NOW I KNOW HOW RIP VAN WINKLE FELT.
Normally I follow baseball news to such a degree that the call-up of pitcher Hilly Hathaway by the California Angels would be earthshaking to me. But I've been across the Pond for the last seven weeks, most of the time in France, sipping vin and watching the dollar drop. Oh, occasionally I would peruse the International Herald Tribune, but reading that otherwise estimable paper for baseball news is like deciphering the Dead Sea Scrolls. I do know a great deal about the Maastricht treaty, however.
Having been away from the game for so long, I touched down early last week with great anticipation, eager to rush headlong into the inevitable pennant races and catch up on the September call-ups. Upon arrival at home, though, I got an awakening nearly as rude as the French are supposed to be.
The first message on my telephone answering machine was from a producer of one of the network morning news shows. She wanted to know if I could come on the next day to talk about baseball. Fortunately the call had been from the day before, so I missed out on my opportunity. I can just imagine what my conversation with the host would have been like.
September 20, 1992
"What's your take on Fay Vincent, Steve?"
"I think he's going to hang in there, come hell or high water."
"Uh, Steve, he resigned yesterday."
"He did? Well, I'll be a monkey's uncle."
"What about the pennant races?"
"Well, if the Oakland A's can keep Jose Canseco healthy...."
"Canseco was traded to the Rangers last week."
"No way, Jose. Well, I still think the Mets are going to be in the hunt, what with their starting pitching—Cone, Fernandez, Gooden...."
"David Cone is pitching for the Toronto Blue Jays now, Steve."
"Any thoughts on the Giants moving from San Francisco to St. Petersburg?"
"Uh, thanks, Steve. Coming up in this half hour, a special report on the troubled dollar."
"I can talk about how the uncertainty of France's approval of the Maastricht treaty is affecting the dollar, if you like."
The producer's call did send me scurrying for as many newspapers and periodicals as I could buy. No pennant races. No commissioner. No kidding.
Somehow I had missed one of the most cataclysmic months in baseball history. As I pieced together the last seven weeks, my mind reeled, so much so that I lost interest in the transactions that ordinarily fascinated me. Craig Lefferts an Oriole? Who cares?
The bigger question is, What have they done to the game? They're making nonsensical, salary-driven trades that throw off the competitive balance. They're allowing an established, successful franchise to move to an unproven market with a wretched dome. They force out the commissioner of baseball because he was trying to bring them to their senses.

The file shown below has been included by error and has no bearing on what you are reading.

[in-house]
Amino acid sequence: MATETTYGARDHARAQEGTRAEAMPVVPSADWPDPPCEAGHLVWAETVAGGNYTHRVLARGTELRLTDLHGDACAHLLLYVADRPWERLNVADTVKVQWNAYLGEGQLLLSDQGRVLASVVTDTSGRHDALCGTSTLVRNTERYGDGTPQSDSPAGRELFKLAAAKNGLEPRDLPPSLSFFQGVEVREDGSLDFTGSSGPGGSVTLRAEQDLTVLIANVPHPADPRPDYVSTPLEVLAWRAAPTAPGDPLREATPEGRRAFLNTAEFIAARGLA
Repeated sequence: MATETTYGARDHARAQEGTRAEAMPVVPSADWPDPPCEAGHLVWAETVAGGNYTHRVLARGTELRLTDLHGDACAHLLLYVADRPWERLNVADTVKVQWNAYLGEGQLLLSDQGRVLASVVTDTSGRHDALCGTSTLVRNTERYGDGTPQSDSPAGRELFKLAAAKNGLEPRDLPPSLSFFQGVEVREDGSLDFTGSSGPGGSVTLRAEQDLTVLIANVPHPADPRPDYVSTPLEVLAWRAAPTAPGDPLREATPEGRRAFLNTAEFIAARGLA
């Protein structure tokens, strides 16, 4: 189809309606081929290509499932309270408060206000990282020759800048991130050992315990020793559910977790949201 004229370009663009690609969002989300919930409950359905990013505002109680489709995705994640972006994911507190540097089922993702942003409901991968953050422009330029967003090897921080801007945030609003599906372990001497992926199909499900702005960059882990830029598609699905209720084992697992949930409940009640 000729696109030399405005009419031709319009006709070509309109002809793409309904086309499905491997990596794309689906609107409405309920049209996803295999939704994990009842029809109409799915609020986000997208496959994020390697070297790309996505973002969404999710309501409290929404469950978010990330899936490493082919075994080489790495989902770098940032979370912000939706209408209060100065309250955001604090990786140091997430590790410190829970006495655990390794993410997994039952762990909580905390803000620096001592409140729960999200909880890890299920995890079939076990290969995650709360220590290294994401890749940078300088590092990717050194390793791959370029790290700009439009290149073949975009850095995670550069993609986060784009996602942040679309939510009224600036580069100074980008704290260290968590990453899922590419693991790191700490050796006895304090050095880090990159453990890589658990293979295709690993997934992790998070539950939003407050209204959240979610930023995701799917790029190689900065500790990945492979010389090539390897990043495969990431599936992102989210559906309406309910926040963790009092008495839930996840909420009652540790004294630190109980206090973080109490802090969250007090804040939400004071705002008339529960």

They, of course, are the owners, some of whom are intelligent, right-thinking men, but the sum of whom is less than their parts. They blame the players' union for their own stupidity and the commissioner for their own lack of vision. Vincent was no saint, although he does harken back to Saint Vincent of Saragossa, who was imprisoned, starved, tortured on the rack, roasted on a gridiron and set in stocks before he gave up, back in 304. (See what you can learn in Europe?) But the 20th-century Vincent was an exemplary guardian for baseball. His departure, I suppose, was a Fay Accompli after the owners' vote of no confidence. Still, I wish he hadn't given up, even if it was in the game's best interest.
So now, in a time when attendance is on the decline and fan dissatisfaction is on the rise, baseball is left in the hands of the owners' executive council and its chairman, Brewer owner Bud Selig. Some will call this arrangement unprecedented, but it is not. Selig is just a latter-day Vedie Himsl, a faculty member of the 1961 Cubs' College of Coaches, an idea devised by owner Phil Wrigley, who figured four heads were better than one. Those Cubs finished seventh, 29 games back.
Yet another analogy comes to mind, this one from West Side Story. The Sharks (the owners) want to rumble with the Jets (the players), but first they eliminate Officer Krupke (the commissioner). Now that the only buffer between management and the union has been removed, the owners will reopen the collective bargaining agreement, setting up some kind of work stoppage at the start of the 1993 season. They're out of their minds to do this in the last year of their last big television contract and the first year of expansion, but this is what the owners are itching to do. Mark this down: The 1993 baseball season ended on Sept. 7, the day the commissioner resigned.
I'm glad I wasn't around the last few weeks, daily gnashing my teeth over the state of baseball. Besides, I discovered pètanque in France, a game like bowling, which was, after all, Rip Van Winkle's favorite sport. Unlike baseball, pètanque makes perfect sense.
I missed everything. Then again, I missed nothing.